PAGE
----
I remember exactly where I was when the tales of Keisha took over the digital world in the mid to late noughties. The risqué chapters of this young girl’s journey would often have me and several of my peers distracted in class, it ignited book club type discussions across the college canteen and had most of us blushing (either literally or figuratively) at the rather explicit and raunchy nature of the scenes.
The problematic love life and poor decisions of Keisha had most students of Lewisham’s Christ The King (shout out CTK class of 06-08) and i’m sure all other surrounding colleges and secondary schools eagerly anticipating the next text just to see what would happen next.
Merky Books recently announced that they will be releasing a 2021 book version of Keisha The Sket later this year, 16 years on from when we were originally glued to the story via our 3G enabled mobile phones and the culture rejoiced.
For many, the news of the upcoming book instantly generated feelings of nostalgia and joy. With what still continues to be quite a tough time for some, this bit of good news was right on time. Personally, it also made me feel quite proud and genuinely happy for the then anonymous (and still relatively unknown) author of the original ‘Keisha The Sket’.
(At the risk of sounding like a grandma), you have to remember that back then the digital world wasn’t as vast as it is now; there was no Instagram, Twitter would only be making its online debut that summer and a lot of us were still basking in the benefits of the extinction of dial up internet access (I still remember the dial up modem sounds vividly, which was usually followed by someone at home screaming “I’M ON THE PHONE!” *shudders*).
However, even with slower internet connectivity and limited online platforms, ‘Keisha The Sket’ still managed to capture a generation and had teenagers constantly checking and blue toothing chapters of this soon to be novel through their Sony Ericssons and Motorola flip phones.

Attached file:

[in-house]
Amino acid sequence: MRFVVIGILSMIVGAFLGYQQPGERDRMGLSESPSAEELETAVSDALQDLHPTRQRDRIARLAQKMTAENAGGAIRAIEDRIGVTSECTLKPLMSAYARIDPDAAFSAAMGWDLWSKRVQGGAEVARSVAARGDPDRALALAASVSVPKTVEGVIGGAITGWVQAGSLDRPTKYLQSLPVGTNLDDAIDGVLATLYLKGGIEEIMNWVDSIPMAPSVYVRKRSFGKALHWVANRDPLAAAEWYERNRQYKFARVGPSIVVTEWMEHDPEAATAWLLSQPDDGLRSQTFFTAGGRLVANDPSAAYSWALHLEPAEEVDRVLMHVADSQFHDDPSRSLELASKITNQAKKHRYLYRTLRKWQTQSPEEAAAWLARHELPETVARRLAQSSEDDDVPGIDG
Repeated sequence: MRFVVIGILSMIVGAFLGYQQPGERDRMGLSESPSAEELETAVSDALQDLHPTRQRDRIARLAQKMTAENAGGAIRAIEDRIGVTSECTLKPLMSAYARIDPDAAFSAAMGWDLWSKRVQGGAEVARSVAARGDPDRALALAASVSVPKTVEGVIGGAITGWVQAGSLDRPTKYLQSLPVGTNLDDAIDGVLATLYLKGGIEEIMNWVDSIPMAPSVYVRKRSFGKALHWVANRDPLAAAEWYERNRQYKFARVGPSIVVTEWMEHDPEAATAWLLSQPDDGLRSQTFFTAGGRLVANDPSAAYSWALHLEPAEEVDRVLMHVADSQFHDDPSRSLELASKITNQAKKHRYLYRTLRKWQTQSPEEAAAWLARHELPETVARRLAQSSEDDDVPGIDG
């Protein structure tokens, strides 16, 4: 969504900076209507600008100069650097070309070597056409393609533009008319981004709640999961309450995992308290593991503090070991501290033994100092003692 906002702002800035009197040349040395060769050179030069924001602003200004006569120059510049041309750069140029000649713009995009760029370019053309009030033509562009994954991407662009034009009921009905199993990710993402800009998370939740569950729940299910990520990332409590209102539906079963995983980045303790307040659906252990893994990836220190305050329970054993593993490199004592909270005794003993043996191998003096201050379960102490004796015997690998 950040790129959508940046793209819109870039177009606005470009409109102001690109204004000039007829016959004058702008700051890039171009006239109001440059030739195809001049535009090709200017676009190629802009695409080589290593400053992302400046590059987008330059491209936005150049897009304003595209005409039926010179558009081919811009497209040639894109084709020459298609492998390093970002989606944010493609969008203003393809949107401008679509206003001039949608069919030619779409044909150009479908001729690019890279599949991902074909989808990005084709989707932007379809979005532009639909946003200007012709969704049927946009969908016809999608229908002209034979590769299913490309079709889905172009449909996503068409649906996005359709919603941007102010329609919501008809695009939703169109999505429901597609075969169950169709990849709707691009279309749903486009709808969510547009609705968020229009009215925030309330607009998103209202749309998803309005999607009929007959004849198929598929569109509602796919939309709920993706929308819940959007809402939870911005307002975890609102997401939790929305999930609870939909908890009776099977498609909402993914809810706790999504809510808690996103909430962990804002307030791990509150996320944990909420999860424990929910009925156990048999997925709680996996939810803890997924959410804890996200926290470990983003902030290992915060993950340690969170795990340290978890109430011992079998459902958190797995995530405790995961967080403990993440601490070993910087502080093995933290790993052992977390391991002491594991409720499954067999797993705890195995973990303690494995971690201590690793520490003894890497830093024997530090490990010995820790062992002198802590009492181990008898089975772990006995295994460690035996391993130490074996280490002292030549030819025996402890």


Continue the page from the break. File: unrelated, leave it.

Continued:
The original storytelling of Keisha The Sket contained the language, experiences and characters that were familiar to young Londoners at that time. With most of us having mainly consumed the literary works of Shakespeare and other great, yet unrelatable fictional authors; the slang used within Keisha The Sket as well as the familiarity of the friendships and relationships within its inner city London settings not only made Keisha The Sket refreshing but ultimately engaging. This is why the revisit of this iconic piece of literature is a big W for 2021.
Having lived on our phones and mostly in our memories for the longest time, I for one cannot wait to reconnect with Keisha and hope that all audiences both old and new enjoy this culture classic.
Keisha the Sket is due for release on October 14th and is available to pre-order. The blurb reads: “Revisited in print for the first time, Keisha the Sket tells the story of an unforgettable heroine Keisha, a girl from the ends who is sharp, feisty and ambitious; she’s been labelled ‘top sket’ but she’s making it work. When childhood crush and long-time admirer Ricardo finally wins her over, Keisha has it all: power, a love life and the chance for stability. But trauma comes knocking and with it a whirlwind of choices that will define what kind of a woman she truly wants to be.”
Originally penned by Jade LB, a South London creative and academic writer, the book will also include essays from contemporary writers Candice Carty-Williams, Caleb Femi, Aniefiok Ekpoudom and more.